After a US$29,325 million acquisition of a 51% equity in Zuva Petroleum, FBC Holdings CEO John Mushayavanhu quickly became a target of staunch indigenisation activists who felt the banker had agreed to be a front for Glencore.
However, a quick look at a deal that gave Mushayavanhu a controlling stake in Zuva, a key oil asset once owned by BP in the country, paints a different picture to the market perception.
The acquisition of the 73 former BP & Shell Marketing Services (BPSMS) assets by Woble, Mushayavanhu’s investment vehicle, surprised many given the amounts paid for the company and the general tight liquidity conditions in the market.
But Mushayavanhu says he acquired the company through an offshore loan granted by Glencore UK.
The loan, according to him is for US$29,325 million payable over a period of 15 years.
According to documents seen by businessdigest, the loan was approved by the external loans coordinating committee, comprising the Reserve Bank of Zimbabwe and Ministry of Finance on 13 January 2014 at an interest rate of London Interbank Offered Rate (LIBOR) of 2,5% per annum.
The loan also has a penalty rate of 3% per annum. According to information seen by businessdigest, the source of repayment would be from dividend income, and proceeds of any share buys backs.
The security is a charge over the shares purchased.
In other words, if Mushayavanhu fails to pay, the lender will realise the security.
The regulatory approvals were given on the strict condition that in the event that the lender has to realise security, they have to immediately sell the shares to an indigenous compliant entity in line with the country’s indigenisation regulations.
For instance, if Mushayavanhu were to default before any repayment is made, he will lose the company. There is a catch; the company has to be sold to an indigenous entity.
When asked if this was the ideal financing model, Mushayavanhu said: “The ideal situation is to pay cash for shares and not resort to borrowing. But show me someone who has US$29 million in cash in this country. Under the circumstances, we have no choice but to resort to borrowing in order to localise the Zuva business. It will take 15 years to repay, but by then the business would be fully localised. I don’t see any other option. I am surprised that people now view this borrowing as fronting when infact it is the only feasible way of localising the asset given the tight liquidity condition prevailing in our economy.”
There was talk in the market that Mushayavanhu had borrowed this money from his bank, but he says he never got a cent from the bank.
“I am a seasoned banker and I know the impact of insider borrowings on the bank’s solvency and would never approach my bank for facilities no matter how small the request. If anything, the bank stands to benefit from Zuva’s daily banking as Zuva is a cash business and does not borrow,” he said. “Corporate governance structures at FBC are so robust that it would be virtually impossible for me to think of borrowing from the bank as such borrowings would never be approved by our board.This is why FBC has remained a strong bank when others have fallen by the wayside.”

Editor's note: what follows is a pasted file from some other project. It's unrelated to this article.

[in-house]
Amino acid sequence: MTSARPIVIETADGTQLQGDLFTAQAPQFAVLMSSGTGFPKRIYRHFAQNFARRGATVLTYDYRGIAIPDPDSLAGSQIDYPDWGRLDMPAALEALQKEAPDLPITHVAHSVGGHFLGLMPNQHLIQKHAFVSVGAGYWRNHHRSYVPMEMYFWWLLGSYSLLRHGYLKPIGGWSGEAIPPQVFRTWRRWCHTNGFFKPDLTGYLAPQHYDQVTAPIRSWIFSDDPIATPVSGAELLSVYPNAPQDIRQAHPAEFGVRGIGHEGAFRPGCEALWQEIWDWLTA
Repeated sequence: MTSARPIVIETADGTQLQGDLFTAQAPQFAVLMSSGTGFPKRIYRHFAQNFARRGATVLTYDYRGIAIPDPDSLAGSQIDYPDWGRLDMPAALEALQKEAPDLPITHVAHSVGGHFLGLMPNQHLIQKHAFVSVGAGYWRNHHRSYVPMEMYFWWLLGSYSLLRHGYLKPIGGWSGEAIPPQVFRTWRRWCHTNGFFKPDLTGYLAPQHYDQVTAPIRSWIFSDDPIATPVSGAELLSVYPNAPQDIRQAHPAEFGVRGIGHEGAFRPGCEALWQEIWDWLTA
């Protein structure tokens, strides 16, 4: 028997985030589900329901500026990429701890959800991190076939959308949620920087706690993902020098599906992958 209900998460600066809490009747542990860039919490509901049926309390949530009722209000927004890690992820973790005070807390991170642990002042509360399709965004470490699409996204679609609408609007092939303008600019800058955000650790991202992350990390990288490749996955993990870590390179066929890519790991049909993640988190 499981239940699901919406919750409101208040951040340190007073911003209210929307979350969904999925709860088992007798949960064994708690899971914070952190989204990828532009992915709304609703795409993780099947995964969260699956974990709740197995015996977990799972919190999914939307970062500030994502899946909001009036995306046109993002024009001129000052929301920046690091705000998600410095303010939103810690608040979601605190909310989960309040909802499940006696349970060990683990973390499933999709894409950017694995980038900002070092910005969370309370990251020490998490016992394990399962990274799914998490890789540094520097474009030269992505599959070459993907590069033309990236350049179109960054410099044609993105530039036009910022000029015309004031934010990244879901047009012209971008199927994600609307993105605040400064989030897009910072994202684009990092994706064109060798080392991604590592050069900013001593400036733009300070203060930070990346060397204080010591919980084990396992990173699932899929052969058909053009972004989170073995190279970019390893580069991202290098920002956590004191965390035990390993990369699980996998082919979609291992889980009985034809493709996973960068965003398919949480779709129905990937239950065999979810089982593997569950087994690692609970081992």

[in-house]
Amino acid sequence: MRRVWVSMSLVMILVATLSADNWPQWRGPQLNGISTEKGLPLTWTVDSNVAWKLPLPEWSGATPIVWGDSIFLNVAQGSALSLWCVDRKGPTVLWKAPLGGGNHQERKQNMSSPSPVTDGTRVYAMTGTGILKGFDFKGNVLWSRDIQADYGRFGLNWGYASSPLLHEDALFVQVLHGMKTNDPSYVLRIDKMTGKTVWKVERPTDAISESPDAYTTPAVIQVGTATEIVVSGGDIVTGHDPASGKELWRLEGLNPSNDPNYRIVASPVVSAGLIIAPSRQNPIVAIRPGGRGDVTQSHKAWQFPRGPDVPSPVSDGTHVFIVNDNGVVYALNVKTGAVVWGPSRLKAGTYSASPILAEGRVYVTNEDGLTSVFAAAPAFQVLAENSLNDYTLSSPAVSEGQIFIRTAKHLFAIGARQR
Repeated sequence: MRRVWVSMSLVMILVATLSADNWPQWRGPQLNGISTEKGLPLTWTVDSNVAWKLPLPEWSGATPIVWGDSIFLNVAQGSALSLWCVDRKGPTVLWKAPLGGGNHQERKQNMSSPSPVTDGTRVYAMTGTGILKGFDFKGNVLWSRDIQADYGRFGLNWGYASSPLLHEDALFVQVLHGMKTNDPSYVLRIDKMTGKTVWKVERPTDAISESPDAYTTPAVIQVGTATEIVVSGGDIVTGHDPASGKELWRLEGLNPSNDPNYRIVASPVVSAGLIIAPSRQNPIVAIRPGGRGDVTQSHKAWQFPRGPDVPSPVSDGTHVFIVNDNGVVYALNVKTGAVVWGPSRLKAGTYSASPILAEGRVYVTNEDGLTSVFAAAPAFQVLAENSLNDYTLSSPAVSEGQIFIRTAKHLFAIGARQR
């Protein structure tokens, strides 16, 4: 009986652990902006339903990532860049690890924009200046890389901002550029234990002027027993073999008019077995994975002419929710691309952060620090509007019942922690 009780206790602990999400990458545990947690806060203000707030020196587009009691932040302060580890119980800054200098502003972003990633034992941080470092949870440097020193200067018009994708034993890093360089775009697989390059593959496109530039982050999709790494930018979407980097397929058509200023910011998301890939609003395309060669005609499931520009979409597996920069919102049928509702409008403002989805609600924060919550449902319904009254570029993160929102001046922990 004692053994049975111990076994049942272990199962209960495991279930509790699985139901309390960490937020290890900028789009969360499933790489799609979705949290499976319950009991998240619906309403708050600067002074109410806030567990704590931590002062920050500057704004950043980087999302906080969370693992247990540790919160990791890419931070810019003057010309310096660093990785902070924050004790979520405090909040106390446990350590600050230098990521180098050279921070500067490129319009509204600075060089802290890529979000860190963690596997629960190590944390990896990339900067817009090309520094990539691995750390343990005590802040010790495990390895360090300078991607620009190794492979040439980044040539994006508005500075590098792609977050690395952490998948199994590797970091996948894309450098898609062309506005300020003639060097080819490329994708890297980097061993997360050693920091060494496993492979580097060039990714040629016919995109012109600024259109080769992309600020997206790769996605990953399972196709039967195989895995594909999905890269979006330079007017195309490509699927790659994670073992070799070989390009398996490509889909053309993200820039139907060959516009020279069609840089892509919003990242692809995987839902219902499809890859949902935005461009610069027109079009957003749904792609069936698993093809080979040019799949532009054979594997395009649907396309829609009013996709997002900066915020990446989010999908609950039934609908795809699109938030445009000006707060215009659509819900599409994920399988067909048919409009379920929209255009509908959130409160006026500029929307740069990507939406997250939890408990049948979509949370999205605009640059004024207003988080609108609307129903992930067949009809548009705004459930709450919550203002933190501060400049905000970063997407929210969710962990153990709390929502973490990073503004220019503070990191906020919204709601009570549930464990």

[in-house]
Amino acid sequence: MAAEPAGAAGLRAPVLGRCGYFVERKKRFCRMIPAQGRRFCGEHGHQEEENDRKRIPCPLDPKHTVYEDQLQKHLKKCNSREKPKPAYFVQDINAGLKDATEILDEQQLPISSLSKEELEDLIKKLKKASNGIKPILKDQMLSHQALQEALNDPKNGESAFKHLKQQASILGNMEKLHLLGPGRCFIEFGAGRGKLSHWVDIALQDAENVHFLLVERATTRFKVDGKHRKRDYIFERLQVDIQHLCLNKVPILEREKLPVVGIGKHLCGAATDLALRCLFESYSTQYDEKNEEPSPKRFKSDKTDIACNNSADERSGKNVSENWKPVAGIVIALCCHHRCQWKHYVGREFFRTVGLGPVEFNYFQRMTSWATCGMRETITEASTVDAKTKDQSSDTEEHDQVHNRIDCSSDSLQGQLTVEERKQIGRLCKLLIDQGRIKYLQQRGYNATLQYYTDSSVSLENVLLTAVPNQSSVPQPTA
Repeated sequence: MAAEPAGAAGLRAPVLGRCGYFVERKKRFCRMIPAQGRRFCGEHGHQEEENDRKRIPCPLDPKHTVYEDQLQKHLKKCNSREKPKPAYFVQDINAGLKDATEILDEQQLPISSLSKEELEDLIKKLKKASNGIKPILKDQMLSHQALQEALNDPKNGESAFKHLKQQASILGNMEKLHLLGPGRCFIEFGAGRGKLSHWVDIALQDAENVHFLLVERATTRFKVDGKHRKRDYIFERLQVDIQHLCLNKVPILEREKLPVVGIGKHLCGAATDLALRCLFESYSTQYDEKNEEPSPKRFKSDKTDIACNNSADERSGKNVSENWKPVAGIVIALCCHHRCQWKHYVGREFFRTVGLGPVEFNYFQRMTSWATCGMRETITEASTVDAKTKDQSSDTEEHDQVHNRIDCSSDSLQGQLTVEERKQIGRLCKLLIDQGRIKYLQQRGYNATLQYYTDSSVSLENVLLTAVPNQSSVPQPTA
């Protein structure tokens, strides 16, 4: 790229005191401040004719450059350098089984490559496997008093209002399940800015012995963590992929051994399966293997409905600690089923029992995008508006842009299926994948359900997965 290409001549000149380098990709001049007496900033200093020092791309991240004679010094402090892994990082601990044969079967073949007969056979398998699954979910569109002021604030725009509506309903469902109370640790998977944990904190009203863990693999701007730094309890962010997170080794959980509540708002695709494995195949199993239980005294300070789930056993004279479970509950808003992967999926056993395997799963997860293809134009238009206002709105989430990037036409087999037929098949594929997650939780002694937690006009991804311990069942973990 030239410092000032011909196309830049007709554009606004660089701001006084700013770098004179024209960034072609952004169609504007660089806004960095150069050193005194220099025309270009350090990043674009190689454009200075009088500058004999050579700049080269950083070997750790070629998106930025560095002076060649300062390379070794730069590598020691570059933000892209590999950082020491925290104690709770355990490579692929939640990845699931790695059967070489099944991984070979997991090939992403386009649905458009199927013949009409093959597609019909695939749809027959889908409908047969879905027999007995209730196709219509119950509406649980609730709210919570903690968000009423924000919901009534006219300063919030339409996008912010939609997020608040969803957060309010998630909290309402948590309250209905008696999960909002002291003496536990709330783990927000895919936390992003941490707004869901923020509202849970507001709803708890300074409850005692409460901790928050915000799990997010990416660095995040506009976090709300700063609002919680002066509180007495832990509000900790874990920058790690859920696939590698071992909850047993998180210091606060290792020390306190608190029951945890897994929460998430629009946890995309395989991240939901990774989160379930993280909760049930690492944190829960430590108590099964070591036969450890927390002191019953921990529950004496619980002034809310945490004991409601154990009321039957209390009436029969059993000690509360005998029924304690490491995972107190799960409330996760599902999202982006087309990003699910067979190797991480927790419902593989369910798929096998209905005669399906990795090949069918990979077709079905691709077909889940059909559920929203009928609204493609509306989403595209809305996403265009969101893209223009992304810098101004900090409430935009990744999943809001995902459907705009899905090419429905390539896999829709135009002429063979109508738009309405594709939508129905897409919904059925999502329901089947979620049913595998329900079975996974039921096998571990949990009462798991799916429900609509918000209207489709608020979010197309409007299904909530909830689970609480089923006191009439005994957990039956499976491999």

Mushayavanhu said the Zuva transaction was similar to how business tycoon Mutumwa Mawere acquired AA Mine, in the 90s.
“This is the same structure Mawere used to acquire AA Mines way back in the nineties,” said Mushayavanhu.
But critics say the deal looks and smells of fronting, a charge he denies.
Investigations revealed that Glencore has an interest in Alveir, which owns 49% of the Zuva business.
Against such a background, the deal makes sense for Glencore as they will be supplying product to Zuva through an off-take agreement or supply agreement, effectively giving them a captive market.
Market speculation had also linked this deal to Strauss logistics.
But Mushayavanhu said Strauss had historically provided transport and logistic services to Zuva and will continue in that role.
“They (Strauss) have no shareholding interest in the Zuva business and are merely service provider. I don’t have shareholding in Strauss,” he said.
Masawara announced recently that the two parties had agreed to increase the price tag of the assets to US$29,3 million from the initial US$24,8 million.
He said: “The price was subsequently increased to U$29,325 million due to delays in finalising the transaction. I still consider it a viable purchase given the potential I see in the Zuva business.”
A National Indigenisation and Economic Empowerment Board report suggests Masawara never owned the Zuva shares in the first place, implying the London Stock Exchange listed firm was a front for Glencore, which funded the purchase.
“We certainly paid the purchase price to Masawara as the rightful owners of Zuva. So I don’t know how they could be fronting and receiving the money at the same time,” he said.
Woble is an investment vehicle owned by Mushayavanhu and his wife.
But others say a number of people had been eyeing the assets and could be seeking to present Mushayanhu as a more front.
The assets were coveted by many that Masawara’s own road to the acquisition of BPSMS was littered by many impediments as connected individuals tried to scuttle the deal through regulatory processes, a fate Mushayavanhu’s deal also suffered.
He spent a year seeking various regulatory approvals, prompting a US$4 million price increase.
Then Indigenisation minister Saviour Kasukuwere approved the Masawara/BP deal under the conditions that Masawara would dispose a 10% equity stake to an employee share trust, dispose 50% of its retail sites to its dealers, sell shares to youths, women and the disabled and treat the leases of all dealers fairly.
The Youth Development, Indigenisation and Economic Empowerment ministry at one point gave Masawara plc a 14-day ultimatum to demonstrate that it had complied with indigenisation requirements that were pre-conditional to its acquisition of BPSMS Zimbabwe.